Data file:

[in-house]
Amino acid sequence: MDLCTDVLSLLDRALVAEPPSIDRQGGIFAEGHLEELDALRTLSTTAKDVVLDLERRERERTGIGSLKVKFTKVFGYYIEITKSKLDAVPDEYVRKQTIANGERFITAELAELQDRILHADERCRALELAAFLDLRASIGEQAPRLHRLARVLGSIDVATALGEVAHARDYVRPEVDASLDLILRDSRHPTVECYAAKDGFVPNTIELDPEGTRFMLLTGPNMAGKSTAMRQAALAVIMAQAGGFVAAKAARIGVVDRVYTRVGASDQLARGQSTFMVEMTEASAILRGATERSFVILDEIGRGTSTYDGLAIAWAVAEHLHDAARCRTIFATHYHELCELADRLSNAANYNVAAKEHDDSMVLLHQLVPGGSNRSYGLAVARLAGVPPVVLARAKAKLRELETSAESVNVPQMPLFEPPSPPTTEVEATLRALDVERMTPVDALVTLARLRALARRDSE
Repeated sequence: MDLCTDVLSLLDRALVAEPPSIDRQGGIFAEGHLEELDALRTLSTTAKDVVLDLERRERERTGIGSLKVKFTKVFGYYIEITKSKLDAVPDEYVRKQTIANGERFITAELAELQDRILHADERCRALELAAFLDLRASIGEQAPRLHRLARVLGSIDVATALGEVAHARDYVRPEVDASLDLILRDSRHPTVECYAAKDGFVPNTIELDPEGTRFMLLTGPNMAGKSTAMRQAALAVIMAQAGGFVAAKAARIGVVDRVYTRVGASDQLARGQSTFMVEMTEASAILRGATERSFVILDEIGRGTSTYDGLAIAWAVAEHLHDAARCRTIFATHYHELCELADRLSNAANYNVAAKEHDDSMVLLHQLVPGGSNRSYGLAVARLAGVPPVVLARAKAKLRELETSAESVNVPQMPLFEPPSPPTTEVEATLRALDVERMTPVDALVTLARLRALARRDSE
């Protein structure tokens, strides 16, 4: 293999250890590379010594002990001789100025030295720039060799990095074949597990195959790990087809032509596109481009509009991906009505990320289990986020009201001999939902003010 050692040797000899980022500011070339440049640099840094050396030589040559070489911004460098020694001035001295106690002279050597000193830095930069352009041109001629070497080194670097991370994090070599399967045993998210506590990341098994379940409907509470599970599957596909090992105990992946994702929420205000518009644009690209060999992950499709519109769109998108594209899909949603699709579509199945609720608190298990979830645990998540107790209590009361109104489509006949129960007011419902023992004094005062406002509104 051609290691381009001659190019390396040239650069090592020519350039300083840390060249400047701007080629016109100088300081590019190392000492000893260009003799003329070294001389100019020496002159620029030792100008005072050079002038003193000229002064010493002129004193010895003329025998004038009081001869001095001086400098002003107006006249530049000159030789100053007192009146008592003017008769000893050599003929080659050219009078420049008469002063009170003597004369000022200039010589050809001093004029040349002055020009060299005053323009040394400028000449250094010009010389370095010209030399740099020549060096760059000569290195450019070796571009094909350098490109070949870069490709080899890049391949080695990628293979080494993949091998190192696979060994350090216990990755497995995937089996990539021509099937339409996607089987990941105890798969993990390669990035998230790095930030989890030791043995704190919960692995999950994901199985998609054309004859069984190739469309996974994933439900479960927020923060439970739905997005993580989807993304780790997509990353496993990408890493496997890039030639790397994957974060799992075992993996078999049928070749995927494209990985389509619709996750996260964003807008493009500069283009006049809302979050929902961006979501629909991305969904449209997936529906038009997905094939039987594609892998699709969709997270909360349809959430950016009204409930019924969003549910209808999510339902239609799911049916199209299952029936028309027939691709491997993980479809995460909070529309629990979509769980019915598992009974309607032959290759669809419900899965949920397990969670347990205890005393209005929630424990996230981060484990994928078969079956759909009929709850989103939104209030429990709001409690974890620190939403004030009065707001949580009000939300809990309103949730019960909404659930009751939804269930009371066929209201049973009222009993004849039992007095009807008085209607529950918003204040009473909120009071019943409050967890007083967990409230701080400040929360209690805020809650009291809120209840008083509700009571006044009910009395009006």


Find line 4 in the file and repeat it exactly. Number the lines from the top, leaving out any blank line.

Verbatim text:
């Protein structure tokens, strides 16, 4: 293999250890590379010594002990001789100025030295720039060799990095074949597990195959790990087809032509596109481009509009991906009505990320289990986020009201001999939902003010 050692040797000899980022500011070339440049640099840094050396030589040559070489911004460098020694001035001295106690002279050597000193830095930069352009041109001629070497080194670097991370994090070599399967045993998210506590990341098994379940409907509470599970599957596909090992105990992946994702929420205000518009644009690209060999992950499709519109769109998108594209899909949603699709579509199945609720608190298990979830645990998540107790209590009361109104489509006949129960007011419902023992004094005062406002509104 051609290691381009001659190019390396040239650069090592020519350039300083840390060249400047701007080629016109100088300081590019190392000492000893260009003799003329070294001389100019020496002159620029030792100008005072050079002038003193000229002064010493002129004193010895003329025998004038009081001869001095001086400098002003107006006249530049000159030789100053007192009146008592003017008769000893050599003929080659050219009078420049008469002063009170003597004369000022200039010589050809001093004029040349002055020009060299005053323009040394400028000449250094010009010389370095010209030399740099020549060096760059000569290195450019070796571009094909350098490109070949870069490709080899890049391949080695990628293979080494993949091998190192696979060994350090216990990755497995995937089996990539021509099937339409996607089987990941105890798969993990390669990035998230790095930030989890030791043995704190919960692995999950994901199985998609054309004859069984190739469309996974994933439900479960927020923060439970739905997005993580989807993304780790997509990353496993990408890493496997890039030639790397994957974060799992075992993996078999049928070749995927494209990985389509619709996750996260964003807008493009500069283009006049809302979050929902961006979501629909991305969904449209997936529906038009997905094939039987594609892998699709969709997270909360349809959430950016009204409930019924969003549910209808999510339902239609799911049916199209299952029936028309027939691709491997993980479809995460909070529309629990979509769980019915598992009974309607032959290759669809419900899965949920397990969670347990205890005393209005929630424990996230981060484990994928078969079956759909009929709850989103939104209030429990709001409690974890620190939403004030009065707001949580009000939300809990309103949730019960909404659930009751939804269930009371066929209201049973009222009993004849039992007095009807008085209607529950918003204040009473909120009071019943409050967890007083967990409230701080400040929360209690805020809650009291809120209840008083509700009571006044009910009395009006």